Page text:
Finally, if you are like me today, stranded in the middle of winter and dreaming of a tropical island, “The Piña and Peanut Butter  Colada” is easy and full of sunshine.  Spread peanut butter on Sweet Hawaiian bread (or a Hawaiian roll), top with toasted coconut and pineapple jelly or fruit spread.  Raisin bread also works well with this treat.

           While peanut butter and jelly sandwiches certainly formed a part of my childhood, my most intense memory of their sustenance happened during the 9th month of my only pregnancy, nearly twenty years ago.  As the time to have the baby approached, I slept most of the time.  While cooking is one of my passions, I had not even the energy to boil water, as I awaited this great moment.  My husband had to work all day, and we were hundreds of miles away from any family who might make me a traditional meal.  So my breakfasts, lunches, and snacks consisted uniquely of peanut butter and jelly sandwiches!  During that month, I probably downed a hundred of them.

           I ended up having a very healthy baby, one who still loves this classic sandwich and makes one almost every day.  The tradition lives on with giggles and jewel-jellied faces, in most American kitchens, for as you might have guessed, our prototype, Miss America (having doffed her Victorian corset) married the love of her life, the Peanut Butter Prince, and together they created the chow – and the ambrosia — of a great nation.

  

Maria Jacketti is co-founder of Mountain Laurel Consultants, a professional writing company based in Hazleton, Pennsylvania.

 

 

World Fair Trade Day

May 10, 2014

Nearly 1,000 World Fair Trade Day events  are planned around the USA and Canada.  Hundreds of Fair Trade festivals, fashion shows, speeches, food and drink tastings, film showings, sports games, neighborhood crawls, spa nights, concerts, and other events in North America have been announced to promote Fair Trade and campaigns for trade justice together with farmers, workers, and artisans around the world. Once Again is one of the major sponsors of the World Fair Trade Day events and activities that take place nationally.  The goal is to promote Fair Trade and campaign for trade justice together with farmers, workers, and artisans.   To learn more about World Fair Trade Day click here: http://www.ftrn.org/wftd/  The Fair World Project also has put together a great informational video that is just 6 minutes long and is worth watching.  http://fairworldproject.org/overview/fair-trade/fair-world-project-presents-free-trade-vs-fair-trade/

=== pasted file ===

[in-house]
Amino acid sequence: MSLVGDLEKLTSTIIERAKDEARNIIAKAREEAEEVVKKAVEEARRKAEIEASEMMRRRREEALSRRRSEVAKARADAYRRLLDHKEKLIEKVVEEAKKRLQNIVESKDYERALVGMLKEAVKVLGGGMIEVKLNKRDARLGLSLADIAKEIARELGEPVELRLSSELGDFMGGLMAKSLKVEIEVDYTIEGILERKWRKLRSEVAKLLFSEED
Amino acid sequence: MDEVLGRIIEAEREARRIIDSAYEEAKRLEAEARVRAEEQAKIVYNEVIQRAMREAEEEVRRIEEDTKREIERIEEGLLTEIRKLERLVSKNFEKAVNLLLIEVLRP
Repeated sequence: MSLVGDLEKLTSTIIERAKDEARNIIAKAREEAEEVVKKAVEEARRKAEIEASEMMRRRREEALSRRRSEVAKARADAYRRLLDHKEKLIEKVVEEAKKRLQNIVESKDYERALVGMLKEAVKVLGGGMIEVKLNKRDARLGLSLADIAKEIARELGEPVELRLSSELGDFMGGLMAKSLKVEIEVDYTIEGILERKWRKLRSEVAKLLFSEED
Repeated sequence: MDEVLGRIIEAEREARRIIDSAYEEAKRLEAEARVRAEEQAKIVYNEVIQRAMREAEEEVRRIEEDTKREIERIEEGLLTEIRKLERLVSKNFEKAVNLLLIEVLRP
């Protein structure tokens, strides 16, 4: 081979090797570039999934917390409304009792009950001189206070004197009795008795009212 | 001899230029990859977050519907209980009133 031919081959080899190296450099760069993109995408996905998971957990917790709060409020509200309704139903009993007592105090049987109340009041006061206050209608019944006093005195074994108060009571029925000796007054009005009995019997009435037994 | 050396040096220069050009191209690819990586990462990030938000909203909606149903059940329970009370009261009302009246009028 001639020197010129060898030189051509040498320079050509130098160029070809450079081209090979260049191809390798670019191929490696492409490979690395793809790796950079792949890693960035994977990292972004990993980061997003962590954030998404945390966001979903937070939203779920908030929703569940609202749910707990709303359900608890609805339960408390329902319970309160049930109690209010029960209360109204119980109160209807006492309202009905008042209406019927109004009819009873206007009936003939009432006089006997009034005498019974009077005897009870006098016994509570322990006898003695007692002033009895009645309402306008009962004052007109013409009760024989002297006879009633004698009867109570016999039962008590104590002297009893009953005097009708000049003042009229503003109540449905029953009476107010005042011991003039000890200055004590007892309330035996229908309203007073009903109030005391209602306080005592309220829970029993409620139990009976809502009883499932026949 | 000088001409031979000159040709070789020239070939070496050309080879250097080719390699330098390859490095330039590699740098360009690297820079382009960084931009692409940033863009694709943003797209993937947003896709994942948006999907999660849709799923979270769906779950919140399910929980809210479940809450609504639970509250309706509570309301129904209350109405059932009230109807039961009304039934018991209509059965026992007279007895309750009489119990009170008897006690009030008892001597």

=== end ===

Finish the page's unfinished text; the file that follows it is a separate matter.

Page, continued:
GMO Labeling Movement in NY, On February 5, 2014

So, yesterday, I put out a heck of a food fight in Albany. I met with senators, assembly-persons and their aides to discuss labeling foods that have been genetically-engineered. Maybe you don’t know why you should care? Maybe you never thought about it one way or the other? After my first visit to Nicaragua, I became aware of the significant environmental impact on pesticides and our food system. After seeing 6,000 banana workers protesting for, literally, 6 years, even protesting with their dead bodies the dangers of pesticides on bananas and the cancers they were creating, I got saddened. Those feelings were compounded when I saw the sugar cane workers protesting next to them. Why? Because when the banana workers abandoned their fields, the sugar cane farmers took over the land and became sick with every kind of cancer, too!

How does this pertain to genetically-engineered (GE) foods? Because it is taking more and more pesticides used on our foods to deal with the super-weeds genetically-engineered food is creating! In addition, the pesticides that are being used on genetically-engineered foods, and our other foods are getting more toxic. In Nicaragua, Nemegon was used on the food supply, which is molecularly similar to the Agent Orange, used in the Vietnam Conflict. There is now talk that similar pesticides such as 2,4-D (also a component of Agent Orange) will be used on genetically-engineered foods here in the USA!

Genetically-engineered foods, or GMOs, are making farmers use up-to 15x more pesticides to deal with super weeds. It is now being discovered there are serious health risks to consumers who eat GMOs. The average person eats 150 pounds of GE/GMO foods every year!!! In this country, our food labels do not reveal GMO food ingredients. I believe that everyone has the right to know this information. This information is just as important as knowing the foods’ country of origin or kosher status.